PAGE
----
It is confusing.  Texas law states that it is illegal for a business to charge more when a customer uses a credit card. The laws against surcharges for using a credit or debit card are in Chapter 604A of the Texas Business and Commerce Code:

Sec. 604A.002. IMPOSITION OF SURCHARGE FOR USE OF DEBIT OR STORED VALUE CARD. (a) In a sale of goods or services, a merchant may not impose a surcharge on a buyer who uses a debit or stored value card instead of cash, a check, credit card, or a similar means of payment. […]

You would think that is the last word on the subject.  Not so fast.

Many merchants sued the State of Texas, claiming this law was unconstitutional.  They won.

According to a U.S. District Court Western District decision by Judge Lee Yeakel, the case of Rowell v. Paxton, 336 F. Supp. 3d 724 in 2018, that law IS unconstitutional. The judge ruled that the Texas code violates merchants' commercial free-speech rights under the First Amendment to the United States Constitution.

After this ruling, it became unclear whether The State of Texas could legally enforce the law prohibited charges for credit card transactions, and, since then, the charges have been popping up.

This issue is because credit card companies generally charge a business a fee for every credit card transaction they process. To recoup those charges, many businesses charge merchant fees. Merchant fees are legal in most states if the business follows proper procedures.  There are two kinds of fees.

Customer paying at a cafe with credit card

A convenience fee is charged when a customer uses a form of payment that isn't customary for the business. These fees are legal in all 50 states but MUST BE CLEARLY COMMUNICATED at the point of sale.

A surcharge is when a business charges a fee for a form of payment, whether in person, online, or by phone. Surcharging is often confused with "cash discounting." Cash discounting is NOT permitted by processing companies like MasterCard or Visa.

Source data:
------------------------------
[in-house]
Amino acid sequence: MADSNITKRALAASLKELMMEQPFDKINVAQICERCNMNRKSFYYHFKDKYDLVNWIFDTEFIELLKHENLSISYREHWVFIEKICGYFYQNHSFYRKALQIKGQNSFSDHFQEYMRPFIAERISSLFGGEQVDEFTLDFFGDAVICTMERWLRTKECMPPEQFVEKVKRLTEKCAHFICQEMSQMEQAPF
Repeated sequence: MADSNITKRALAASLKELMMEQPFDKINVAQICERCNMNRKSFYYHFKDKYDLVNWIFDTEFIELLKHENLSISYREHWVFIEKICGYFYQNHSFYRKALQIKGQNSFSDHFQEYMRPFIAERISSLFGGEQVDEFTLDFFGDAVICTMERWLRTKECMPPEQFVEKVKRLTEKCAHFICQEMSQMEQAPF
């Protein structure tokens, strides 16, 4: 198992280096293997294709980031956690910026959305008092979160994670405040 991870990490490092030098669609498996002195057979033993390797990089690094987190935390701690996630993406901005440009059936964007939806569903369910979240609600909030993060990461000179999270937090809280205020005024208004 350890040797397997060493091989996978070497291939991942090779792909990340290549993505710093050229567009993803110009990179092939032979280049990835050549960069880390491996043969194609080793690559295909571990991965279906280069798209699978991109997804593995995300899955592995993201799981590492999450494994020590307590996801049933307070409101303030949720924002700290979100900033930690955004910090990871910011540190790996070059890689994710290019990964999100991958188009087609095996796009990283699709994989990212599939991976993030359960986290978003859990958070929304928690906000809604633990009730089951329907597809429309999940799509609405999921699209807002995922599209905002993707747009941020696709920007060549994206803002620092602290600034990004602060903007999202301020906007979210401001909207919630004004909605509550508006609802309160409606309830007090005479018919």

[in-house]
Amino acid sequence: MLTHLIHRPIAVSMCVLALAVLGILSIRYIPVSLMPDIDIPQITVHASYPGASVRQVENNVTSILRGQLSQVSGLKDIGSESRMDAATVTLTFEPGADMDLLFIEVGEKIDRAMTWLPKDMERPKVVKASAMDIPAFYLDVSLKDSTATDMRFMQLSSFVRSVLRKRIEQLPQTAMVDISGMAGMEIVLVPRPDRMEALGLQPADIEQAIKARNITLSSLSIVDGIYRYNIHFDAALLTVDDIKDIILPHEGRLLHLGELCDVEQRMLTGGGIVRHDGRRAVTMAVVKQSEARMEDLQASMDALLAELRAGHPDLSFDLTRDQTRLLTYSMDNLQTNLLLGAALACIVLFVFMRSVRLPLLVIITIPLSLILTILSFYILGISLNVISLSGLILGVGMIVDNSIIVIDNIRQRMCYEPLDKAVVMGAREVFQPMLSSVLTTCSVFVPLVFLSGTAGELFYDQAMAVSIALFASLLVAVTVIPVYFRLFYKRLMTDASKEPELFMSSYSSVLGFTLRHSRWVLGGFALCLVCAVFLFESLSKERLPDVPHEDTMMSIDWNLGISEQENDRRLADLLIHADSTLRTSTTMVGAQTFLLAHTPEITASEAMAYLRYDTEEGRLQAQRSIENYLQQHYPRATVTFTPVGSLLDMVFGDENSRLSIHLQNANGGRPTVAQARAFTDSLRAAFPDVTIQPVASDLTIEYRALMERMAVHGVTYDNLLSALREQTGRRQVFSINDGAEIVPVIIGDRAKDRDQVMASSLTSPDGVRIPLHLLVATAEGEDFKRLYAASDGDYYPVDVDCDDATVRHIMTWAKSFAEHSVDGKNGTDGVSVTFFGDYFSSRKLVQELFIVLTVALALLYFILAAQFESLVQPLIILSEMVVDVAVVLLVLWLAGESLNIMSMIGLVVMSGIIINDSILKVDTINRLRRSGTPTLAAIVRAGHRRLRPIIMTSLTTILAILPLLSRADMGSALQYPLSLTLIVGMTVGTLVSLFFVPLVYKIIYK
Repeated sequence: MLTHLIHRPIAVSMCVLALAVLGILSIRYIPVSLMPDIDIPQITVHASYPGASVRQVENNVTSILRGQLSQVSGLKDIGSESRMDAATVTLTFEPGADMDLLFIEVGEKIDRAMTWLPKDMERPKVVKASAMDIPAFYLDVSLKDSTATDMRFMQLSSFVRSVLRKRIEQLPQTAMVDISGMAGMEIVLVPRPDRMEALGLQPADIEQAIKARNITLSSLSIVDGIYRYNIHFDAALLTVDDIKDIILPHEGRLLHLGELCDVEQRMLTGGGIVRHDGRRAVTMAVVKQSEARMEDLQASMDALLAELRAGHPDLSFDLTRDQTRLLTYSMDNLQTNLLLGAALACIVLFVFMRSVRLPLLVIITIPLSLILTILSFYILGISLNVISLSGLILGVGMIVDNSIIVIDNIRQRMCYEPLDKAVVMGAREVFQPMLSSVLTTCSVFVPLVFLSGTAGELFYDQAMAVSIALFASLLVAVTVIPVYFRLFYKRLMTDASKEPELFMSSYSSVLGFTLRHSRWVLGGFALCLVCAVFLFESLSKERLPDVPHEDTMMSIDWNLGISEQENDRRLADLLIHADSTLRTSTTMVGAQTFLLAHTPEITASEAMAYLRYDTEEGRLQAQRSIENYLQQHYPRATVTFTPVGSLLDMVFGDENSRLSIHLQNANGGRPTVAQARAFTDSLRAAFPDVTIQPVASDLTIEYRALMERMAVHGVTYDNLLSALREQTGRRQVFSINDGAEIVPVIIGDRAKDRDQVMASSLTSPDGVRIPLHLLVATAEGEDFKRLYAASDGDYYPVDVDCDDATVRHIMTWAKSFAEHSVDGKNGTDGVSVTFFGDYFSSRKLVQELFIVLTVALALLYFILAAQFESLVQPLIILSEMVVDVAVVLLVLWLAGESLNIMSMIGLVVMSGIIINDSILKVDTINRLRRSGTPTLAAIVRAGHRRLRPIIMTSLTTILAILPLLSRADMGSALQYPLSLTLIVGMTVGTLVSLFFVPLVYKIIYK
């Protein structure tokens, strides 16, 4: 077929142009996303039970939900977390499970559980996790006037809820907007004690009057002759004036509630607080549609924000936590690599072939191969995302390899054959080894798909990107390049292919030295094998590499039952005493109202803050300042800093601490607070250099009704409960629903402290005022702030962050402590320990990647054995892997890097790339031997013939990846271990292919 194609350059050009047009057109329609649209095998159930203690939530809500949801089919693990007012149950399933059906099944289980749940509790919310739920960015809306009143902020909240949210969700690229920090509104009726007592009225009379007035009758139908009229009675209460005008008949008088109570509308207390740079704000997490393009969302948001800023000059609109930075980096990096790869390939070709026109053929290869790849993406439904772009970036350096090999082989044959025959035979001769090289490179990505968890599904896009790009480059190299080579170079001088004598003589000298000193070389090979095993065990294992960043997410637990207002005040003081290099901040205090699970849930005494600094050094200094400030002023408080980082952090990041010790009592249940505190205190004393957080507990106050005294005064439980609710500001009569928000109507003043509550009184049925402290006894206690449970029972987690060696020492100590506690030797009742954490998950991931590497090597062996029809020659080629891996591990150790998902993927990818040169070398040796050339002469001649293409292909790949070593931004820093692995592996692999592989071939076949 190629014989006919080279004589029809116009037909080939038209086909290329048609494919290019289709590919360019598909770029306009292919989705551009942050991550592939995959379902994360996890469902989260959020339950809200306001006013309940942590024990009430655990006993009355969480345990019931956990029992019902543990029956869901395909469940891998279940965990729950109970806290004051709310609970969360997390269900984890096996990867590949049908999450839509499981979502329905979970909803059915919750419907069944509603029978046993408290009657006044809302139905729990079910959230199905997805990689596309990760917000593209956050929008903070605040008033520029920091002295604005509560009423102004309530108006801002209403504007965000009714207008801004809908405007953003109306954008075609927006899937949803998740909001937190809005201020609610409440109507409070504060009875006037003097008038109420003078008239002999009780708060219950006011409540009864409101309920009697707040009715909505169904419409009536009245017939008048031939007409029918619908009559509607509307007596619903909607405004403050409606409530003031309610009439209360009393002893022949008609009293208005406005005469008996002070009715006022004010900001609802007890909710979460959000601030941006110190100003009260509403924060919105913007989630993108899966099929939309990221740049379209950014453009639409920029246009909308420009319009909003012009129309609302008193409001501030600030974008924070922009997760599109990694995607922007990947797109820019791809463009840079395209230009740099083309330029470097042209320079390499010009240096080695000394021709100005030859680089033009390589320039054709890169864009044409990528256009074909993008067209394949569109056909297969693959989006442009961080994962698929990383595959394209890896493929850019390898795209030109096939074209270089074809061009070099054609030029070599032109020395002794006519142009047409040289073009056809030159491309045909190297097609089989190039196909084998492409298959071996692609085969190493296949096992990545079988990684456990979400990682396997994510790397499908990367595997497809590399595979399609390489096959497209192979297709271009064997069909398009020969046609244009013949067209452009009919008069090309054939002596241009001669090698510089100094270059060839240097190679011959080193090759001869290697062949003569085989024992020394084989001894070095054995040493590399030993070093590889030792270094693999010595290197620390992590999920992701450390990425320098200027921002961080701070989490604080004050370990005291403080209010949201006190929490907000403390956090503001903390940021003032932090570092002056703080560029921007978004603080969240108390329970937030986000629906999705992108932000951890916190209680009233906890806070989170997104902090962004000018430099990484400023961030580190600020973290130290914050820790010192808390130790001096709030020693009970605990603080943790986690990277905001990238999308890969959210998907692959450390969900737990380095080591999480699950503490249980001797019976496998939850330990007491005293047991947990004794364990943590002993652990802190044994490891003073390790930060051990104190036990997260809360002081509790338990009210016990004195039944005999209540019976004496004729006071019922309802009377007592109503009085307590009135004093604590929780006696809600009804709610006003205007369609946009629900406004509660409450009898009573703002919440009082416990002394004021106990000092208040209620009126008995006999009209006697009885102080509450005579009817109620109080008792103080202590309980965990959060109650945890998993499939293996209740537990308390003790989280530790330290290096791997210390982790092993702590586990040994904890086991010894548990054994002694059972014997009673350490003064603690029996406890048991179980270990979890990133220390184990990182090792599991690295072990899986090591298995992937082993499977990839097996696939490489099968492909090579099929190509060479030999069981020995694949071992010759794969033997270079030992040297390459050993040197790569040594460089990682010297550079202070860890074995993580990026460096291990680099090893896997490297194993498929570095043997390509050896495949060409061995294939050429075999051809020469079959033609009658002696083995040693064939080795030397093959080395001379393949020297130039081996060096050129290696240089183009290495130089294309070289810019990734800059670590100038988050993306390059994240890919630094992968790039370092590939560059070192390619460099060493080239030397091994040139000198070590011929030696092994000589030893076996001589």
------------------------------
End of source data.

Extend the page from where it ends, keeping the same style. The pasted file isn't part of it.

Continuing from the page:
Cash discounting happens when a merchant displays prices for products or services but then offers cash customers a discount or refund at the point of sale.

A surcharge is very different. It calculates the merchant's credit card processing fee for any given transaction and adds that fee to the charge of the customer. The "price" charged to the customer is the same.

Legal surcharging must follow strict rules. First, the nominal charge must be precisely equal to the processing fee charged by the credit card company.  It cannot be a penny more.

Second, the surcharge amount must be clearly disclosed as a separate line item on the customers' receipts.

Third, AND THIS IS VERY IMPORTANT. Surcharges must never be applied to a debit card transaction, even though debit cards look almost identical.

In addition, visible surcharging signage is required to inform customers that the merchant uses surcharging and to explain a customer's other payment options clearly.

Gas stations with one price per gallon for cash and a higher charge for credit fall under a category of business that relies heavily on convenience fees and surcharges.


Not every business passes credit card processing fees on to the customer. These businesses have a First Amendment right to NOT charge customers that is just as valid according to court orders striking down laws that forbid surcharges. Because businesses that do charge surcharges are required to give signage to that effect, consumers can look for businesses that do not charge.

Unfortunately, they are getting steadily harder to find.

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